Modern Family is the second most popular sitcom on television after The Big Bang Theory, and as such the cast of that show demanded pay raises as that popularity became evident, as well. By the third season of the show, it was already proving to be a phenomenon, but the actors were earning less than $100,000 per episode. That still seems like a lot of money, but compared to the other numbers on this list, it’s really not that much for one of the top shows around. As a result, the adult members of the cast banded together and demanded a pay raise bringing them to $200,000 an episode. Those negotiations were four years ago, and another round of renegotiations could easily end up on this list all over again.
3. Neil Patrick Harris – How I Met Your Mother
The last couple of stories were cases of casts working together to get everyone a fair deal on a successful enterprise, but sometimes actors get seriously greedy and throw their co-stars under the bus to get themselves the best deal. Neil Patrick Harris is almost universally beloved, and his work as Barney Stinson on How I Met Your Mother had a lot to do with that reputation. What fans might not realize is that between the fourth and fifth seasons, the HIMYM cast wanted to do what those other shows did and work together to get a group raise. Harris disagreed with that strategy, for some reason feeling he deserved more money than his co-stars. He was proven correct when he negotiated on his own to earn $250,000 an episode, making him the highest paid actor on the show.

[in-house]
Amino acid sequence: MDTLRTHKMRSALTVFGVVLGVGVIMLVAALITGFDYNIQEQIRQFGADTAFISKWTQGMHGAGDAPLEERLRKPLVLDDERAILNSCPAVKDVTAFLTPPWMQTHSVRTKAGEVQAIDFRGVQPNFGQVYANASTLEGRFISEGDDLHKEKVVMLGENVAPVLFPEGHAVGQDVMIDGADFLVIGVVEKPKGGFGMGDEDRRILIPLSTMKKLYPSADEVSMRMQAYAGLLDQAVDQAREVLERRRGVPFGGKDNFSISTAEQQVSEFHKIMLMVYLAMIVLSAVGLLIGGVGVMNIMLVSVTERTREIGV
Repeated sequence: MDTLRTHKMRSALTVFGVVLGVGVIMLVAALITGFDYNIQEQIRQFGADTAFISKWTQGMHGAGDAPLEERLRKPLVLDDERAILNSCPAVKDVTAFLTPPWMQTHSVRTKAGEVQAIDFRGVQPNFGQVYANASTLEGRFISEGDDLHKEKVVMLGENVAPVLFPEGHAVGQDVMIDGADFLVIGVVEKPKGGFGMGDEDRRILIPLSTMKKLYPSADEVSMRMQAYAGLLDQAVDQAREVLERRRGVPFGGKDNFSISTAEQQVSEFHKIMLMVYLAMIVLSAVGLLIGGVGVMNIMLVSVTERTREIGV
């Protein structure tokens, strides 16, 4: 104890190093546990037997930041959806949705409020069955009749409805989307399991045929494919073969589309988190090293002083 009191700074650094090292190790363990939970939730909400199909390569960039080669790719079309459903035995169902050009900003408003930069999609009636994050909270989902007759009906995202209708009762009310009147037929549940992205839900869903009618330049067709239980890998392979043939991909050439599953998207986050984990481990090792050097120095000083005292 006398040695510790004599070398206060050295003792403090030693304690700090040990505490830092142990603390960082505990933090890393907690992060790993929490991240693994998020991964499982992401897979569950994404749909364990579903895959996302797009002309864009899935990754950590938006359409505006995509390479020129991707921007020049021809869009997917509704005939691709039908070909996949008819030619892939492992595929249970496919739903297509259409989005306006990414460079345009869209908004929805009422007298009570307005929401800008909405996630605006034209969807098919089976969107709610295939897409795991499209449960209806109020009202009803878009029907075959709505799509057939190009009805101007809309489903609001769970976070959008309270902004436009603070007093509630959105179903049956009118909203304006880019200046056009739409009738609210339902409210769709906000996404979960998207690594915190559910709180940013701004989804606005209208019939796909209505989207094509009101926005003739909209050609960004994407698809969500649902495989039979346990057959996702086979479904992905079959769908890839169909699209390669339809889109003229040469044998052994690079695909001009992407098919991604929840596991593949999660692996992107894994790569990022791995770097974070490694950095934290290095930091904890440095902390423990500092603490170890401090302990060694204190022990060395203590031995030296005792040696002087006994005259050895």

2. Chad Michael Murray – One Tree Hill
One Tree Hill lasted nine seasons across The WB and The CW, and was one of the more popular series on either network while it lasted. Despite a popular ensemble cast, for the first six seasons, it was generally accepted that the stars of the show were Chad Michael Murray and Hilarie Burton. The two abruptly decided not to return to the show for the seventh season, and although reports are kind of conflicting and confusing about exactly what it was that happened, money seems to have been a motivating factor for at least one of the two. Burton seemed to be looking for creative control over the direction of the show, but Murray was filmed saying the decision was based on the network’s “trying to save money.” The only way to interpret that is to assume he wanted more than they would pay, but executives got the last laugh as the show continued for three more successful seasons without the so-called stars.
1. The Cast Of The Simpsons
With all of that greed out of the way, we’ve put this one at number one to subvert the idea, as there’s not really anything greedy about this one, but Fox executives tried to pretend there was. The Simpsons is the longest running sitcom on television today, and six people voice the hundreds of characters who make the show the cultural landmark that it is. Even with current seasons continuing the show’s reputation of not quite being what it used to be, as some of the longest tenured employees in a major television franchise, the stars of the show deserve a piece of the pie. Or as Homer would say, “Mmmm…pie.” For the first 8 amazing seasons of the show, the main cast was only making $30,000 per episode, barely 10% of what the stars of comparably popular live action shows made. It was bumped to six figures in 1998, but that apparently wasn’t enough, as the cast threatened to go on strike twice in 2004 and again in 2008 until they were paid closer to the $400,000 range. Despite their complaints, they ultimately accepted a slight pay cut when ratings went down. D’oh!